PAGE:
NEW DELHI: Jaish-e-Mohammad (JeM) chief Masood Azhar is suspected to be afflicted with renal failure and is under regular dialysis in an army hospital in Rawalpindi in Pakistan, officials said here Saturday.
This suggestion of security officials came after Pakistan foreign minister Shah Mahmood Qureshi said the JeM chief is "unwell".
"Recent reports indicate that Masood Azhar is now afflicted with renal failure and is under treatment and regular dialysis at the army hospital in Rawalpindi, the headquarters of the Pakistan Army," a senior security official said.
Qureshi said Thursday: "He is in Pakistan, according to my information. He is unwell to the extent that he can't leave his house, because he's really unwell".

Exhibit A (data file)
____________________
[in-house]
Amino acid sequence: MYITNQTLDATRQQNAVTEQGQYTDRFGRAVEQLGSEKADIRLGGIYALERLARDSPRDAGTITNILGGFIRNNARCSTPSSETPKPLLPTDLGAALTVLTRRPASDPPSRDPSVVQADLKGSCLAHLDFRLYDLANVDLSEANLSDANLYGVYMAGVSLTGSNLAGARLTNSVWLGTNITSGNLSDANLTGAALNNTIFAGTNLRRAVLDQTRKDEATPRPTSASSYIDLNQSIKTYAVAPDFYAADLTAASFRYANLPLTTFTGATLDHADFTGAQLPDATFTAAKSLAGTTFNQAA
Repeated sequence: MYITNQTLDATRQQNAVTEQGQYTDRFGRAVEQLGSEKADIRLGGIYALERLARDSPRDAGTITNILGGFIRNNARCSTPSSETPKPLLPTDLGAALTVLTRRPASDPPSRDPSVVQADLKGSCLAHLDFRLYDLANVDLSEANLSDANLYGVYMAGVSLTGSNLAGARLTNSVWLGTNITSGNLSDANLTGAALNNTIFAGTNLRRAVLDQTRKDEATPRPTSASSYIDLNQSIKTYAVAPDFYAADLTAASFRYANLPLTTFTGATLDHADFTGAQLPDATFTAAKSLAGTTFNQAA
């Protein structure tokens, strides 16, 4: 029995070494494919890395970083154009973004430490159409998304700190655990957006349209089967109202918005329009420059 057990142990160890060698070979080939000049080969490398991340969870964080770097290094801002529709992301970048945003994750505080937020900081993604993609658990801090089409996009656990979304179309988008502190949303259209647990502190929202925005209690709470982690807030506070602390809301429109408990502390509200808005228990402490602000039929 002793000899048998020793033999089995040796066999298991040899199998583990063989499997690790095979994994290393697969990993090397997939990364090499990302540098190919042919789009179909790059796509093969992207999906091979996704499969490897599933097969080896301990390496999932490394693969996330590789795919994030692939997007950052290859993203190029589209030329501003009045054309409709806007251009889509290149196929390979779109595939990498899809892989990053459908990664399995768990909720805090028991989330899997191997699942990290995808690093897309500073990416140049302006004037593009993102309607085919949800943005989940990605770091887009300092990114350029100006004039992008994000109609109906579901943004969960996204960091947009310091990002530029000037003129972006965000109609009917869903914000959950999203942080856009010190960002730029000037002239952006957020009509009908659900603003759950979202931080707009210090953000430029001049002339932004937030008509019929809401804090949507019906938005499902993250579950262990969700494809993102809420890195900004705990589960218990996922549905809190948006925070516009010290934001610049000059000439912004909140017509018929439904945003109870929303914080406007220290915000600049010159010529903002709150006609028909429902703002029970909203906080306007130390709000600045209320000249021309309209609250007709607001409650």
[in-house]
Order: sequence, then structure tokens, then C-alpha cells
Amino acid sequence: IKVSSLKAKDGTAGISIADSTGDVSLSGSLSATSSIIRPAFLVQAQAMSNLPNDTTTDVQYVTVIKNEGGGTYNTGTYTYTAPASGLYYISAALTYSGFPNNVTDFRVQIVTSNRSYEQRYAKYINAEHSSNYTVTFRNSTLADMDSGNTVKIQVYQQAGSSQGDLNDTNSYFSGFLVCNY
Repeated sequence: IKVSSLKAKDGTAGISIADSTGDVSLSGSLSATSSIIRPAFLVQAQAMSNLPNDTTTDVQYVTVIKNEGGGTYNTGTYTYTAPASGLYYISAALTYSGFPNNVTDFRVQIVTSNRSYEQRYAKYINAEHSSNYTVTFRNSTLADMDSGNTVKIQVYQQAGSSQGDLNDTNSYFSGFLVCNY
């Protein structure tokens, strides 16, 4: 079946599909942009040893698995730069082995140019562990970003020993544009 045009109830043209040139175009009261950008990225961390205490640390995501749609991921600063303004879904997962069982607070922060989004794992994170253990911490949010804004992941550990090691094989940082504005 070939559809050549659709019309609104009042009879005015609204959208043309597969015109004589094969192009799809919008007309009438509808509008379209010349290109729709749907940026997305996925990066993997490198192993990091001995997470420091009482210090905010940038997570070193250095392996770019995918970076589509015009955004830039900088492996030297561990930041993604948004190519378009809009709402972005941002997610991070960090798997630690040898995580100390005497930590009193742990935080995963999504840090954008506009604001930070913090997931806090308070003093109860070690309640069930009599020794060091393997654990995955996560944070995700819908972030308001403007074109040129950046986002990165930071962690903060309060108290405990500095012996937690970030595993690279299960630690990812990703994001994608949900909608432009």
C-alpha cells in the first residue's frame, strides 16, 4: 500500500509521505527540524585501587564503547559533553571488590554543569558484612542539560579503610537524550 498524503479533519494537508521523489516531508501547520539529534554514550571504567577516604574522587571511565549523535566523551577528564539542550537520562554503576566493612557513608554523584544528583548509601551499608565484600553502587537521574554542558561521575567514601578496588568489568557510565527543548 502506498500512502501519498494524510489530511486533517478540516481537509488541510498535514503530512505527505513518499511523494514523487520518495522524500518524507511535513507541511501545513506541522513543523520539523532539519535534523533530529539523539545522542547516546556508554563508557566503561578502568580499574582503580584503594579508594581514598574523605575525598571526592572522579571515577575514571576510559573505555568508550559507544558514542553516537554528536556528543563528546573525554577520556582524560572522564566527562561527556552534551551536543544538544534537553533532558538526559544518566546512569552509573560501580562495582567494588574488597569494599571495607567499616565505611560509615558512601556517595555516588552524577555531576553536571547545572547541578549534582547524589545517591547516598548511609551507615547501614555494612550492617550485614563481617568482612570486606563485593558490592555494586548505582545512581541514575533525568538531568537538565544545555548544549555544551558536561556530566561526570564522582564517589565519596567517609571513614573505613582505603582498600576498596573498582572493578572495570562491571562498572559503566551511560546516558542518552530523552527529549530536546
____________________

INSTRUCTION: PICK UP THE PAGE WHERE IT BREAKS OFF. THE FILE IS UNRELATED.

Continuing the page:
The Jaish-e-Mohammad chief was a close associate of Osama bin Laden, terror motivator in several African countries and also known by many as the Pakistani cleric who brought jihad into the religious discourse at mosques in the UK, the official said.
The influence of the 50-year-old terror mastermind was so huge that, when he was released by India in exchange for freeing the hijacked Indian Airlines aircraft IC-814 on December 31, 1999 in Kandahar, Laden hosted a banquet for him the same night.
In the banquet, Laden recalled how he and Azhar had first worked together in 1993, the official said.
Azhar was arrested for preaching jihad in Jammu and Kashmir in 1994.
One of his British recruits, Omar Shaikh, as a member of the terrorist group Harkat-ul-Ansar (HuA), kidnapped four western tourists in India in 1994 in order to secure the release of Azhar.
However, security agencies succeeded in releasing the hostages and arresting Shaikh.
Again in 1995, five western tourists were kidnapped by HuA and eventually killed in order to gain the release of Azhar.
Almost immediately after Azhar's release, Jaish-e-Mohammad was formed and it carried out its first suicide attack in Jammu and Kashmir in April 2000 by striking the Badami Bagh cantonment in Srinagar.
(With PTI inputs)